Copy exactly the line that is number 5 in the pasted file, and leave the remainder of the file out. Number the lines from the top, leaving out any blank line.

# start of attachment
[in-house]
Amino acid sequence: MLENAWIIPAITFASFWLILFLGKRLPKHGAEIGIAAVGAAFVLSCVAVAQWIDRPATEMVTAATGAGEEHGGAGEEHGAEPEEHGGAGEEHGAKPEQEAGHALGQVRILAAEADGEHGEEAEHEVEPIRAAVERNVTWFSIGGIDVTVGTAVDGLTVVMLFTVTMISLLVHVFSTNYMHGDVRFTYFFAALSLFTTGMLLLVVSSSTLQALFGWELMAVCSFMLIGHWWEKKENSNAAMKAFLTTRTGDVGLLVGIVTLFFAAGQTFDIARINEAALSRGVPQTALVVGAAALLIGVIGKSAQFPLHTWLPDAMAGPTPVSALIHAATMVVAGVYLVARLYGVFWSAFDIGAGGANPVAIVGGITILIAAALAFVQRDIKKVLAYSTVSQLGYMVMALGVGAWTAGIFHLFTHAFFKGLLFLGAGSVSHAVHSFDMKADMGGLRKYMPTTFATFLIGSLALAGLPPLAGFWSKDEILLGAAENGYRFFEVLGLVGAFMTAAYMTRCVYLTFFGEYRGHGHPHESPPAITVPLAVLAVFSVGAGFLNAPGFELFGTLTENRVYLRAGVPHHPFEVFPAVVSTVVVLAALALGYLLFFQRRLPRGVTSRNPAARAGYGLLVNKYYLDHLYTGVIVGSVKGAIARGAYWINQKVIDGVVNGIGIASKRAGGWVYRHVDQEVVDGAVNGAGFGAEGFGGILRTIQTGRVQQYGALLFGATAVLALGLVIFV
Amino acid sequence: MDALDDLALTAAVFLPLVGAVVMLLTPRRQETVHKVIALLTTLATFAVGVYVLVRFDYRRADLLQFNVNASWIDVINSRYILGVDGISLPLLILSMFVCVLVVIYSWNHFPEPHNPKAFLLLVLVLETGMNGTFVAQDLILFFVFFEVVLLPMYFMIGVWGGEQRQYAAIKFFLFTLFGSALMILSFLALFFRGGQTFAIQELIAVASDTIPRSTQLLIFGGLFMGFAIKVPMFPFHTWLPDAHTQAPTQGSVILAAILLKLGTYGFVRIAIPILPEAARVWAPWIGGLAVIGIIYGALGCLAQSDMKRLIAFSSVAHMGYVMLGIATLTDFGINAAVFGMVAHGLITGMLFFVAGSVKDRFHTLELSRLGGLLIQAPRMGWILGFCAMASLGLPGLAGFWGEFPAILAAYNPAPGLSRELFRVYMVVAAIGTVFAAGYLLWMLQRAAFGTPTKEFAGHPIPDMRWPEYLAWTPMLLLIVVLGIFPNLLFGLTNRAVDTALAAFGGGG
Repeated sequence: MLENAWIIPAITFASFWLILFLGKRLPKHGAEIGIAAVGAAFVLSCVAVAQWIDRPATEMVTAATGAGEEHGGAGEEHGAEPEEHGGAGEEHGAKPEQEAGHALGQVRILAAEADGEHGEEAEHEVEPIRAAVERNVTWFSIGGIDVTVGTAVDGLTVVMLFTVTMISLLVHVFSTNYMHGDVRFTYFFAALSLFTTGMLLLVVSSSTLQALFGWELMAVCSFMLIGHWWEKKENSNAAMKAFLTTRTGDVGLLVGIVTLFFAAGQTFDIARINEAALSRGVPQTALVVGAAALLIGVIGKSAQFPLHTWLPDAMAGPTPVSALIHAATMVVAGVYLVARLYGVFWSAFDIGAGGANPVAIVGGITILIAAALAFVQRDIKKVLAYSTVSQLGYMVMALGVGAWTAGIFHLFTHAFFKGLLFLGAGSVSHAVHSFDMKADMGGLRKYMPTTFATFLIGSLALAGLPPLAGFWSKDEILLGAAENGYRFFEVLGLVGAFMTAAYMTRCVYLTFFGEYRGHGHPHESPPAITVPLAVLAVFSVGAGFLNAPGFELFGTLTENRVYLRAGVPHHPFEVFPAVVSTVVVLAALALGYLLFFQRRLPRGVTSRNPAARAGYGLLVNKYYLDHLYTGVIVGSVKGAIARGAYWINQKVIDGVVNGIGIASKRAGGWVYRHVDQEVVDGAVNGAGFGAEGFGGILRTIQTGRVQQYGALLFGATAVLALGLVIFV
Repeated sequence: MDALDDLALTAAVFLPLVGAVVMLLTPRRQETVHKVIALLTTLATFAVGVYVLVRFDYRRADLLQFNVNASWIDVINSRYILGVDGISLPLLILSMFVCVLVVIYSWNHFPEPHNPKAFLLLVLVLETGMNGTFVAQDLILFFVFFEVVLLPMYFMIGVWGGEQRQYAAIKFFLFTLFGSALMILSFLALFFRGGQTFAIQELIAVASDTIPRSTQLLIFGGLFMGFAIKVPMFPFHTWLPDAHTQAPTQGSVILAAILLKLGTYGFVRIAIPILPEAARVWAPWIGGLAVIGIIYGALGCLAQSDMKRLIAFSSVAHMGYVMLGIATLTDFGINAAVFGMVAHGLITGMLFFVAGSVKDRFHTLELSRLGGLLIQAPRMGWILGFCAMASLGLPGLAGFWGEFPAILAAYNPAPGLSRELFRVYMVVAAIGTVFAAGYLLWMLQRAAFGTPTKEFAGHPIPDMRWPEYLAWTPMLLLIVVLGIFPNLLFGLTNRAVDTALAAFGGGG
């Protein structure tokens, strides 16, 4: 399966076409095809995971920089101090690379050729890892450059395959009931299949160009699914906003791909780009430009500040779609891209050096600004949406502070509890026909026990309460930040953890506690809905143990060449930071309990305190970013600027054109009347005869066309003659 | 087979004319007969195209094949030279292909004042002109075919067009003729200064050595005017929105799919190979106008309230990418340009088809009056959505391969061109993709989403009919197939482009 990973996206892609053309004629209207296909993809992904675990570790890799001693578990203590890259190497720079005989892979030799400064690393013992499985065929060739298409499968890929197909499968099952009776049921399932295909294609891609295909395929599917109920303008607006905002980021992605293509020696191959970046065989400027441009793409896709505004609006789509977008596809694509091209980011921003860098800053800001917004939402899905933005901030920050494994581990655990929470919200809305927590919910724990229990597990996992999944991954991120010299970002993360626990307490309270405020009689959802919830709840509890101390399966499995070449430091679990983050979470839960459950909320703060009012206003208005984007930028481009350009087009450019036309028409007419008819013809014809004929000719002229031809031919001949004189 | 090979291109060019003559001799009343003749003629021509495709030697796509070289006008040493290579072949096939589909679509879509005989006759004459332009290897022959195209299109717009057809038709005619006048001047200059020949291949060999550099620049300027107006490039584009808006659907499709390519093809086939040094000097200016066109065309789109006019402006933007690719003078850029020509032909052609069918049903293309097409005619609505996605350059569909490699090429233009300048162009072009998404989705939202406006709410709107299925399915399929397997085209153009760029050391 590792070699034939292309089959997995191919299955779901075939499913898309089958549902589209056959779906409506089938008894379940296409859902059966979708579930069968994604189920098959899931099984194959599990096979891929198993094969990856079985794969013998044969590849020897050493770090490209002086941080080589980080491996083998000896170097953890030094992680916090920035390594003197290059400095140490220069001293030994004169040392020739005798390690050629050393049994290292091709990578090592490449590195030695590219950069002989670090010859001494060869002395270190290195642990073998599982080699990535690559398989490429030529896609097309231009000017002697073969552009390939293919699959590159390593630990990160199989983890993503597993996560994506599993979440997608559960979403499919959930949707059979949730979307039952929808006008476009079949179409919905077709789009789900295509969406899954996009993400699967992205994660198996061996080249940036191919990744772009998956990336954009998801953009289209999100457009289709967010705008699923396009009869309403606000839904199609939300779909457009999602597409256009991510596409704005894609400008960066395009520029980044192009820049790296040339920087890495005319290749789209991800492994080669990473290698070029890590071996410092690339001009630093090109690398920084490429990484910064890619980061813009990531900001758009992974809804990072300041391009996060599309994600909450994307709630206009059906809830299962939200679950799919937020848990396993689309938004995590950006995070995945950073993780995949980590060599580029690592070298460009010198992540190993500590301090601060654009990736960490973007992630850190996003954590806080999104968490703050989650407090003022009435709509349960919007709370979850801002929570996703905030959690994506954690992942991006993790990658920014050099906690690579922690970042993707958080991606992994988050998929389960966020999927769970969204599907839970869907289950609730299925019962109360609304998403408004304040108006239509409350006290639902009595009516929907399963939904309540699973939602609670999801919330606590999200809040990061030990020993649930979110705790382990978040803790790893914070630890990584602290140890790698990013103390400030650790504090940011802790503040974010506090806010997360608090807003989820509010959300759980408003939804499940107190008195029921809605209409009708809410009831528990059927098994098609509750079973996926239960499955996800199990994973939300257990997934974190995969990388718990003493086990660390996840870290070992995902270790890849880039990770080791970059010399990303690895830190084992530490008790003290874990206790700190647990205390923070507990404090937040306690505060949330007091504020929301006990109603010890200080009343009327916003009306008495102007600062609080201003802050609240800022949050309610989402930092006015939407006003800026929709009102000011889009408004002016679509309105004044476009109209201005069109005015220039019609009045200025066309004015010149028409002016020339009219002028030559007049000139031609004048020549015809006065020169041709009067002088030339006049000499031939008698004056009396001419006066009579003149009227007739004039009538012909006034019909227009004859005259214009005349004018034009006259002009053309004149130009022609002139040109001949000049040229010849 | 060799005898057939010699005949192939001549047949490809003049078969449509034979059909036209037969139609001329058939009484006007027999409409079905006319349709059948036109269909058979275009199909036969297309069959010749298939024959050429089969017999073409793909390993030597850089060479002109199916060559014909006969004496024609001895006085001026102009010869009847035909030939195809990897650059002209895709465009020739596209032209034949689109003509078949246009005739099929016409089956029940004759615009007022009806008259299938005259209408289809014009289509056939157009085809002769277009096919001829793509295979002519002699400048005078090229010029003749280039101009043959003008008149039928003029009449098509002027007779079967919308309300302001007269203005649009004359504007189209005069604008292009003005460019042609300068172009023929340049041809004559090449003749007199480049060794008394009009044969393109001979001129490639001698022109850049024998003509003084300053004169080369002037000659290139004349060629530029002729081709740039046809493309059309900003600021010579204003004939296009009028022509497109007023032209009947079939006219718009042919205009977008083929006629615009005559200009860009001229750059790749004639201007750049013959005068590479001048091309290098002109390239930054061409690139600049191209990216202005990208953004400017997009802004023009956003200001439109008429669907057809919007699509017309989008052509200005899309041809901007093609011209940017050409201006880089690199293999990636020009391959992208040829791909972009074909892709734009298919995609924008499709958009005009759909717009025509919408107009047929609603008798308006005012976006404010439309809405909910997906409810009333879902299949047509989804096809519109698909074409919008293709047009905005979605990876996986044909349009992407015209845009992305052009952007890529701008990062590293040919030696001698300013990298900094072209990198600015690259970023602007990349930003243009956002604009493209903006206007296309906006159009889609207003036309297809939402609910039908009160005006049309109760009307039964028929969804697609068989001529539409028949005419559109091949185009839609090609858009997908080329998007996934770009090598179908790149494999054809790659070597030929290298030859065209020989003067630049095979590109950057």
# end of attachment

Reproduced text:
Repeated sequence: MDALDDLALTAAVFLPLVGAVVMLLTPRRQETVHKVIALLTTLATFAVGVYVLVRFDYRRADLLQFNVNASWIDVINSRYILGVDGISLPLLILSMFVCVLVVIYSWNHFPEPHNPKAFLLLVLVLETGMNGTFVAQDLILFFVFFEVVLLPMYFMIGVWGGEQRQYAAIKFFLFTLFGSALMILSFLALFFRGGQTFAIQELIAVASDTIPRSTQLLIFGGLFMGFAIKVPMFPFHTWLPDAHTQAPTQGSVILAAILLKLGTYGFVRIAIPILPEAARVWAPWIGGLAVIGIIYGALGCLAQSDMKRLIAFSSVAHMGYVMLGIATLTDFGINAAVFGMVAHGLITGMLFFVAGSVKDRFHTLELSRLGGLLIQAPRMGWILGFCAMASLGLPGLAGFWGEFPAILAAYNPAPGLSRELFRVYMVVAAIGTVFAAGYLLWMLQRAAFGTPTKEFAGHPIPDMRWPEYLAWTPMLLLIVVLGIFPNLLFGLTNRAVDTALAAFGGGG